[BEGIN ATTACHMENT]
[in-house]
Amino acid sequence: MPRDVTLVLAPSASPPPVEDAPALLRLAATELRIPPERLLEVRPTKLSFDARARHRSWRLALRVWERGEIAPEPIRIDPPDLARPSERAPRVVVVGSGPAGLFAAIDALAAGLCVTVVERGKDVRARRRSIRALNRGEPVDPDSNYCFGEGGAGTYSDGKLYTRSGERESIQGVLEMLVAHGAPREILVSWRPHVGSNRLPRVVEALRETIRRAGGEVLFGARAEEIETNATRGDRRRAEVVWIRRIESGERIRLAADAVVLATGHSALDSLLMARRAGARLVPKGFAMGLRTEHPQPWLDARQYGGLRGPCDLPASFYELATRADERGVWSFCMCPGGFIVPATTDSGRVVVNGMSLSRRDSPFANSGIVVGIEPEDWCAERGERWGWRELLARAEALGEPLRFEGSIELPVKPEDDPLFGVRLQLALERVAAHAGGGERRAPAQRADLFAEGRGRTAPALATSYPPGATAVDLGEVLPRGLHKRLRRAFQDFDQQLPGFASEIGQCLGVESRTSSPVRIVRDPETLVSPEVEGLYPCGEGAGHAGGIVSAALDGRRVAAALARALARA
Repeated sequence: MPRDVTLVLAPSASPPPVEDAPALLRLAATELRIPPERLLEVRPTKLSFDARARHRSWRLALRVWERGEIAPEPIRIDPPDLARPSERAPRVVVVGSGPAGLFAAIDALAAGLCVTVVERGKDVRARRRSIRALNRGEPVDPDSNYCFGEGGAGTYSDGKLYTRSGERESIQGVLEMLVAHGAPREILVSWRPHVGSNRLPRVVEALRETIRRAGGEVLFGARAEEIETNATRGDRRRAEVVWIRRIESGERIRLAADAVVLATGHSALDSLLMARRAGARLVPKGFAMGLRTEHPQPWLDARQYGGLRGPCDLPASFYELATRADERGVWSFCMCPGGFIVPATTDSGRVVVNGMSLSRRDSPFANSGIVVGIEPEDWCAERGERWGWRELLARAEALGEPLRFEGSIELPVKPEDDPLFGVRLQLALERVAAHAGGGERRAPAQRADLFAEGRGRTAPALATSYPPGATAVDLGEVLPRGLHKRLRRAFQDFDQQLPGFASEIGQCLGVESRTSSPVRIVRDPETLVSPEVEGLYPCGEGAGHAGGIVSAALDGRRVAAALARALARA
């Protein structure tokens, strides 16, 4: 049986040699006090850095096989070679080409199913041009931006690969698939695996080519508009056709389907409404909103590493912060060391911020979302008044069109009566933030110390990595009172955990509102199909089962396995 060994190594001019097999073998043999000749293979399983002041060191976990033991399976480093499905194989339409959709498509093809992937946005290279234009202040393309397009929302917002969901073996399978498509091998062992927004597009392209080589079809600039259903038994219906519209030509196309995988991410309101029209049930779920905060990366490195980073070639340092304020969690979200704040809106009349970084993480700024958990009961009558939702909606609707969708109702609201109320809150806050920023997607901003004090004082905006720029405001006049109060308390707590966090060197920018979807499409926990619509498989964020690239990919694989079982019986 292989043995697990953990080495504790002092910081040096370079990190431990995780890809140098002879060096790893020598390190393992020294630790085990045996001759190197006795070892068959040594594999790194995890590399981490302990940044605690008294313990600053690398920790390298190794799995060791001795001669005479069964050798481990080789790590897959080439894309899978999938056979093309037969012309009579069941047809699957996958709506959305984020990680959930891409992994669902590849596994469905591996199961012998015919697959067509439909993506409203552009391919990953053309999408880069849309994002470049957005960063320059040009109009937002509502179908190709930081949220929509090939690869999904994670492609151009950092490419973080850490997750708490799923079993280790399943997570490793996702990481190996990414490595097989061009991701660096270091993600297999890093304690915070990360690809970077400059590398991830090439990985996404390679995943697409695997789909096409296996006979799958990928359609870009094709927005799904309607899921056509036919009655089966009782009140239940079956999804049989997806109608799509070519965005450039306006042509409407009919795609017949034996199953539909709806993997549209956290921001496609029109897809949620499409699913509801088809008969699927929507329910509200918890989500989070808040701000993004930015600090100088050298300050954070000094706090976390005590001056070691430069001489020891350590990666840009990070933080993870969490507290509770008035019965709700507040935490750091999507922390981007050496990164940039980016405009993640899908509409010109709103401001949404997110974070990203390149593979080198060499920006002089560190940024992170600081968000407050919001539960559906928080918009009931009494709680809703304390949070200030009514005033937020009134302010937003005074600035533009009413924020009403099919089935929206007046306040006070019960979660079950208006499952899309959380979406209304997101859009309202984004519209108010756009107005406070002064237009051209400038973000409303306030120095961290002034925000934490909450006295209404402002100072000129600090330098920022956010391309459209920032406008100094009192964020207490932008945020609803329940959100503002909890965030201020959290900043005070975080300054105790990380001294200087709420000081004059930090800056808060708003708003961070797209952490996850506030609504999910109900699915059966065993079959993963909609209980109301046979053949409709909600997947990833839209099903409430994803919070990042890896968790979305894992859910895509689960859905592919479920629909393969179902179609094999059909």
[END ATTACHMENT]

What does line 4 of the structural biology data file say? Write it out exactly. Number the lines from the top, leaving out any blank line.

């Protein structure tokens, strides 16, 4: 049986040699006090850095096989070679080409199913041009931006690969698939695996080519508009056709389907409404909103590493912060060391911020979302008044069109009566933030110390990595009172955990509102199909089962396995 060994190594001019097999073998043999000749293979399983002041060191976990033991399976480093499905194989339409959709498509093809992937946005290279234009202040393309397009929302917002969901073996399978498509091998062992927004597009392209080589079809600039259903038994219906519209030509196309995988991410309101029209049930779920905060990366490195980073070639340092304020969690979200704040809106009349970084993480700024958990009961009558939702909606609707969708109702609201109320809150806050920023997607901003004090004082905006720029405001006049109060308390707590966090060197920018979807499409926990619509498989964020690239990919694989079982019986 292989043995697990953990080495504790002092910081040096370079990190431990995780890809140098002879060096790893020598390190393992020294630790085990045996001759190197006795070892068959040594594999790194995890590399981490302990940044605690008294313990600053690398920790390298190794799995060791001795001669005479069964050798481990080789790590897959080439894309899978999938056979093309037969012309009579069941047809699957996958709506959305984020990680959930891409992994669902590849596994469905591996199961012998015919697959067509439909993506409203552009391919990953053309999408880069849309994002470049957005960063320059040009109009937002509502179908190709930081949220929509090939690869999904994670492609151009950092490419973080850490997750708490799923079993280790399943997570490793996702990481190996990414490595097989061009991701660096270091993600297999890093304690915070990360690809970077400059590398991830090439990985996404390679995943697409695997789909096409296996006979799958990928359609870009094709927005799904309607899921056509036919009655089966009782009140239940079956999804049989997806109608799509070519965005450039306006042509409407009919795609017949034996199953539909709806993997549209956290921001496609029109897809949620499409699913509801088809008969699927929507329910509200918890989500989070808040701000993004930015600090100088050298300050954070000094706090976390005590001056070691430069001489020891350590990666840009990070933080993870969490507290509770008035019965709700507040935490750091999507922390981007050496990164940039980016405009993640899908509409010109709103401001949404997110974070990203390149593979080198060499920006002089560190940024992170600081968000407050919001539960559906928080918009009931009494709680809703304390949070200030009514005033937020009134302010937003005074600035533009009413924020009403099919089935929206007046306040006070019960979660079950208006499952899309959380979406209304997101859009309202984004519209108010756009107005406070002064237009051209400038973000409303306030120095961290002034925000934490909450006295209404402002100072000129600090330098920022956010391309459209920032406008100094009192964020207490932008945020609803329940959100503002909890965030201020959290900043005070975080300054105790990380001294200087709420000081004059930090800056808060708003708003961070797209952490996850506030609504999910109900699915059966065993079959993963909609209980109301046979053949409709909600997947990833839209099903409430994803919070990042890896968790979305894992859910895509689960859905592919479920629909393969179902179609094999059909």